Act I: Racine, Scene 21: Parting
Exterior, bright, bitter cold (-5F), 7:45 am, Thursday, February 12, 1981. Hotel vestibule in downtown Racine, Wisconsin. Glen, age 16, and his mother Rita stand in the vestibule in heavy parkas, waiting in awkward silence.
Rita: Can you give me Lori’s phone number? I may want to talk to her some times… we have a common interest, you know.
Glen gives the number without looking at her. A taxi pulls up.
As he stares at the cab, suddenly across his mind flashes a jumble of illustrations from two children’s books. In one, a lost mouse tries to find his way across a city street with the tires of a taxi bearing down on him. This is confused with images from “Are You My Mother?”, in which a lost hatchling wanders from one wrong animal to the next and is scooped up by a huge steam shovel. Glen’s whole body shudders. Without looking at her, he holds his mother in an embrace that is both stiff and desperate. She sniffles and exits into the bone-breaking cold.
Interior, hotel room. Glen is packing up his suitcase. Knock at the door. He admits Lori, blond, cute, 17 or 18. She removes her white down jacket and he takes her hand. They speak little. The phone rings.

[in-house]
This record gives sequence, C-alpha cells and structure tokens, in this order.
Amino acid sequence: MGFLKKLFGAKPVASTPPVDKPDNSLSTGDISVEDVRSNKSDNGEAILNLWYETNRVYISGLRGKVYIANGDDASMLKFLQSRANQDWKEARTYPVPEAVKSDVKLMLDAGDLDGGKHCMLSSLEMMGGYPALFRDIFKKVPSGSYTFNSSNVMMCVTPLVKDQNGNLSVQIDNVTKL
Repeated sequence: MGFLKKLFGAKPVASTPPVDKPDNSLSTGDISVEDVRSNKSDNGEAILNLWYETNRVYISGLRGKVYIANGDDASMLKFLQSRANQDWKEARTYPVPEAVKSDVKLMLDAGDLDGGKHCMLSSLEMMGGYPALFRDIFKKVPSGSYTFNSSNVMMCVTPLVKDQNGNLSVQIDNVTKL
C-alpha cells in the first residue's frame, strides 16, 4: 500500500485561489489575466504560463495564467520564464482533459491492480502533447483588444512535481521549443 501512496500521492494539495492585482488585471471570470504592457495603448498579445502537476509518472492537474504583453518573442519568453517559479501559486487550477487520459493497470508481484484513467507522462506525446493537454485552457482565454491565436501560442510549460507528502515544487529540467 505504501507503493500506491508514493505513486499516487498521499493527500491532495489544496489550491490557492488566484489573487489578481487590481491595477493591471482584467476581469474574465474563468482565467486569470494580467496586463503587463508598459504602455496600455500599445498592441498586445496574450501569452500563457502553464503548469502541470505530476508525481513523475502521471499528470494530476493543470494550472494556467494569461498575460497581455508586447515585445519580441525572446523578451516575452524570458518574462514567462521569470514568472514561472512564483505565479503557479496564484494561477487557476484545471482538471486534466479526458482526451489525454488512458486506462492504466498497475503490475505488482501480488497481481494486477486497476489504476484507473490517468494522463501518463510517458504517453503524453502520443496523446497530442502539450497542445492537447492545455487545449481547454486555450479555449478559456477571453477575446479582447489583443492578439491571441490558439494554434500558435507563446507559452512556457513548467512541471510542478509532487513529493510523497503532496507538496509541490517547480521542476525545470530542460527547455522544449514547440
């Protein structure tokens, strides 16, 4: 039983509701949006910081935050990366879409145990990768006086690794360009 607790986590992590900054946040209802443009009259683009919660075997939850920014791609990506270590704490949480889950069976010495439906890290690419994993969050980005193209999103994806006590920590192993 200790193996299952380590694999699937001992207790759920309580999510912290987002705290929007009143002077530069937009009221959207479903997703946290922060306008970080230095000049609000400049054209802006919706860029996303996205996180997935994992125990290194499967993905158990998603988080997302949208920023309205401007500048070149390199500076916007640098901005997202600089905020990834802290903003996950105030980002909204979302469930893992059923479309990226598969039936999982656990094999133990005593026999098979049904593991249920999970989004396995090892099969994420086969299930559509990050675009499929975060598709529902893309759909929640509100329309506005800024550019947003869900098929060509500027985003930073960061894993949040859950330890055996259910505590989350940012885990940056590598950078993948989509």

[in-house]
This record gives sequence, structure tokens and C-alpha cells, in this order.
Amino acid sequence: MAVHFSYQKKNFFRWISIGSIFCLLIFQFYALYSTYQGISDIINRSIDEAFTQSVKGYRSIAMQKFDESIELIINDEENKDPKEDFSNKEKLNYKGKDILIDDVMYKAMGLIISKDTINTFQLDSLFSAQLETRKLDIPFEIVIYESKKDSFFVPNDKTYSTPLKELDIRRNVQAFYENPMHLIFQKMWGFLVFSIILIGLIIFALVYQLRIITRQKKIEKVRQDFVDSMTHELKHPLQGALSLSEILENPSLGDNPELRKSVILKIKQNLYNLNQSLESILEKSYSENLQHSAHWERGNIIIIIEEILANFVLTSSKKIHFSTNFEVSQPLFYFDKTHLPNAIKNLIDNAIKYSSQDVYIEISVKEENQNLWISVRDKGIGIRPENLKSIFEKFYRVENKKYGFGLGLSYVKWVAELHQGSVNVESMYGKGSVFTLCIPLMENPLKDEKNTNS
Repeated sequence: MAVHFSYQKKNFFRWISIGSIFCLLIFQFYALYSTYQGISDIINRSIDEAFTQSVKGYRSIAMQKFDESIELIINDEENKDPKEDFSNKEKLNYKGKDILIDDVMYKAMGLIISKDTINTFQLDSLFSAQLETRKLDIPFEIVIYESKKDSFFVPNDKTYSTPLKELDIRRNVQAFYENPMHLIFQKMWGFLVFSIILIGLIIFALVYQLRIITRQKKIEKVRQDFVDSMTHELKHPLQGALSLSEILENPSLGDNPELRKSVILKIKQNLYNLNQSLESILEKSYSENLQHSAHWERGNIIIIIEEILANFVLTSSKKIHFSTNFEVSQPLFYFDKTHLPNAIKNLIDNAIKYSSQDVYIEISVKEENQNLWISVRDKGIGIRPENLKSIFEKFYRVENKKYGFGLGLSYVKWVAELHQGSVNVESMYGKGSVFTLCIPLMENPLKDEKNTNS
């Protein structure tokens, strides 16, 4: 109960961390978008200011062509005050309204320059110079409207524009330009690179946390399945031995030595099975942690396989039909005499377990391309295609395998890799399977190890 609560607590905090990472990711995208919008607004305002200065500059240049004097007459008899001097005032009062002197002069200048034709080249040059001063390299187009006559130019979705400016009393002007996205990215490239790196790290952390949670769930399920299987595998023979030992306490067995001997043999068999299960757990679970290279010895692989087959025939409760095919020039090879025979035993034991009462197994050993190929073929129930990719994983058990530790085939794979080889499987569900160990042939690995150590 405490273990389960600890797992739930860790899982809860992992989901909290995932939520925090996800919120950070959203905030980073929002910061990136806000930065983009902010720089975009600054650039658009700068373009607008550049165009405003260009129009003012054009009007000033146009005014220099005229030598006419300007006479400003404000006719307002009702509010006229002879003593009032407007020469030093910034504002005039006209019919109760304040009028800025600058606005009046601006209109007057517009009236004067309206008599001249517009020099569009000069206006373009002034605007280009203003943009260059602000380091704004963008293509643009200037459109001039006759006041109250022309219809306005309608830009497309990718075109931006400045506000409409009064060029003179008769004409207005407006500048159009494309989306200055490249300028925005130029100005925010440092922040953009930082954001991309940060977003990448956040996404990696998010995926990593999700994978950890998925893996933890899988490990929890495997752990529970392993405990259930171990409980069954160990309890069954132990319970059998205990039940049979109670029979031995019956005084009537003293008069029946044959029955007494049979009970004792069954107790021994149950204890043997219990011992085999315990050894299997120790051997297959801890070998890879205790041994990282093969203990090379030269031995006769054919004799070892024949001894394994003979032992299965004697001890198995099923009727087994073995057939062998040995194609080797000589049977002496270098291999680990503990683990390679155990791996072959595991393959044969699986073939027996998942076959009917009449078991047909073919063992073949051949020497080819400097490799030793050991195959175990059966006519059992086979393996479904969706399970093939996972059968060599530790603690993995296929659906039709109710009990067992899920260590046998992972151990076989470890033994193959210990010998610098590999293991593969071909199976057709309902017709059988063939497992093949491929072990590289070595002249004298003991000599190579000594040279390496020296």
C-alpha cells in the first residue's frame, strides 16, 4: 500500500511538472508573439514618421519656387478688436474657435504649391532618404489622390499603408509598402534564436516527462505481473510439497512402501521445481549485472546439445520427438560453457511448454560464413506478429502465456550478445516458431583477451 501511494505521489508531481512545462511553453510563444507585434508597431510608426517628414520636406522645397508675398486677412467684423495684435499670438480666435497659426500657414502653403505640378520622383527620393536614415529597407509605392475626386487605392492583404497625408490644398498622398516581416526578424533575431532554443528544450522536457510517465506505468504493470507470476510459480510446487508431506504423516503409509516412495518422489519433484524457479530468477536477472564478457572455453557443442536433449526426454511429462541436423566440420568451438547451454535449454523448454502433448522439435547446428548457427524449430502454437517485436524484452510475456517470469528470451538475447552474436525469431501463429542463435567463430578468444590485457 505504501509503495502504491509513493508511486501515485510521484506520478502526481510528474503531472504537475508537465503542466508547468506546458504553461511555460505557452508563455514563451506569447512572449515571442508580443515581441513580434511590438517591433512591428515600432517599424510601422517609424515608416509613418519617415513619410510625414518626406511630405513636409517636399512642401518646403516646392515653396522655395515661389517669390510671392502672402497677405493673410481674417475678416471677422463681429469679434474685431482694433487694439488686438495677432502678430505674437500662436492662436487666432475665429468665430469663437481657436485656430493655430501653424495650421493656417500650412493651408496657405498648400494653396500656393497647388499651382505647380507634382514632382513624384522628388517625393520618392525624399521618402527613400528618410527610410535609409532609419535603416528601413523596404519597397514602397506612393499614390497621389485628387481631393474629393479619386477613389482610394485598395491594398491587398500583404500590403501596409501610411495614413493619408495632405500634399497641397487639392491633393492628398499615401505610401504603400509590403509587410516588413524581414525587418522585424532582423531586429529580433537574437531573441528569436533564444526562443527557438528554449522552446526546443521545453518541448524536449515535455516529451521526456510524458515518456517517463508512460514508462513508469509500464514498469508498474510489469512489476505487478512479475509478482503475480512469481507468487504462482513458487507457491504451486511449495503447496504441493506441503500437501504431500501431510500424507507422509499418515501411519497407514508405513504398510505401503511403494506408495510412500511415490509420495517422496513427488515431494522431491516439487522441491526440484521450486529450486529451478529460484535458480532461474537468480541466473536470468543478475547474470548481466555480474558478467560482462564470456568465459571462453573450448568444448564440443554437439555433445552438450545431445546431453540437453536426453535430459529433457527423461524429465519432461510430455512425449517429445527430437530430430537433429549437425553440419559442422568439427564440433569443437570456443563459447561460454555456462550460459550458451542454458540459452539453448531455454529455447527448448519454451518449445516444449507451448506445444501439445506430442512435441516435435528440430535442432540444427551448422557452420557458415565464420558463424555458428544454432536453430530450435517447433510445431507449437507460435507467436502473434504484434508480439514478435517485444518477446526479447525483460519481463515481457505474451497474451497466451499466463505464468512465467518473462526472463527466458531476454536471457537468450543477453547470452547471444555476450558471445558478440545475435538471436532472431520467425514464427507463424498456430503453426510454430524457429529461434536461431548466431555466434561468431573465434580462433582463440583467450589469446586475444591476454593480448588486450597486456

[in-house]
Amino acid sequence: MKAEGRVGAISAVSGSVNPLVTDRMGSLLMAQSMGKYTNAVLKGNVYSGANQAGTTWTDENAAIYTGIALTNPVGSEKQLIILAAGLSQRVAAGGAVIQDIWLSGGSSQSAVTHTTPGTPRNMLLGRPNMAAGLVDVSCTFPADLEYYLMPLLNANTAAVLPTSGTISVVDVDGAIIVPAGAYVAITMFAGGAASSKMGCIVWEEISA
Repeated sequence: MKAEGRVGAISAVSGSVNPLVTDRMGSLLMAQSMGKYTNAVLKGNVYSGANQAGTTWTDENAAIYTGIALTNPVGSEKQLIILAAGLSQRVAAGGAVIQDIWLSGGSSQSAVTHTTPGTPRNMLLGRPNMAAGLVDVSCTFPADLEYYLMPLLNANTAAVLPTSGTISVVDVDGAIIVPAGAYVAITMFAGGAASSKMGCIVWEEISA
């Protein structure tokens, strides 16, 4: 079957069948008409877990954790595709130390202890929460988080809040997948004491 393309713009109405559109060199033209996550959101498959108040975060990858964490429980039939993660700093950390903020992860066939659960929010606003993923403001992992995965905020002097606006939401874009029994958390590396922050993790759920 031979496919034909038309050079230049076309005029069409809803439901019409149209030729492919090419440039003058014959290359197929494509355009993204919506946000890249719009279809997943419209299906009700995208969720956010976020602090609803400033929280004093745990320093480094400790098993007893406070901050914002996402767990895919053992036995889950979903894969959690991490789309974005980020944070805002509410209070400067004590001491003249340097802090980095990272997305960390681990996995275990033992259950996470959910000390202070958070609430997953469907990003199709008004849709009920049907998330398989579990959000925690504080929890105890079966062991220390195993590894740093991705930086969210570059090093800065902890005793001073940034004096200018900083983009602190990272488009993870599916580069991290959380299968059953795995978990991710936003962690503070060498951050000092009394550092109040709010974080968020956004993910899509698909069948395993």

Glen (answering): Yes?
Gerry: The car is here, let’s go.
Glen: I’ll be right down, Lori just walked in, we’re just saying goodbye.
Gerry: Oh… well, be quick.
Glen: Okay. [hangs up] I’ve got to go.
What did they say to each other? Your author does not remember. He remembers how it felt: dreadful, terrifying, and beautiful. He had parted from friends before. It was always miserable. This was different. He adored her.
He takes her in his arms and they gently kiss. The phone rings.
Gerry: Get down here already! I will not start out by missing this flight!
Glen: Okay, okay! [hangs up] Let’s go.
Exterior, sidewalk, hotel side entrance, bitter cold. Glen throws his suitcase into the trunk of a large car, rented for a one-way trip to Chicago’s O’Hare International Airport. He slams the trunk, opens the passenger-side door, turns to his girlfriend with the golden hair cascading over the white down jacket, plants a quick kiss on her bluing lips, hugs her around the neck with one arm, buries his nose in her hair.
Glen (whispers): I love you, Lori.
Lori (whispers): I love you, Glen.
They part, she presses a letter into his hand, and as she turns away he catches a glimpse of a brave smile. She heads downhill towards her car. He gets into the rental, pulls the door shut, and immediately his father pulls the car away from the curb. His sister Kim, 18, good-looking, dark-haired, is in the back seat.
Gerry (voice tight and a little high, trying to do something with his tension): So where did you meet her?
Glen (with forced brightness, a small part of his brain wondering how his dad can ask such a thing when he knows perfectly well, but glad for something to say): At my New Year’s Eve party! [turns to the window and presses his forehead against the bitter cold glass to hide his tears from his father]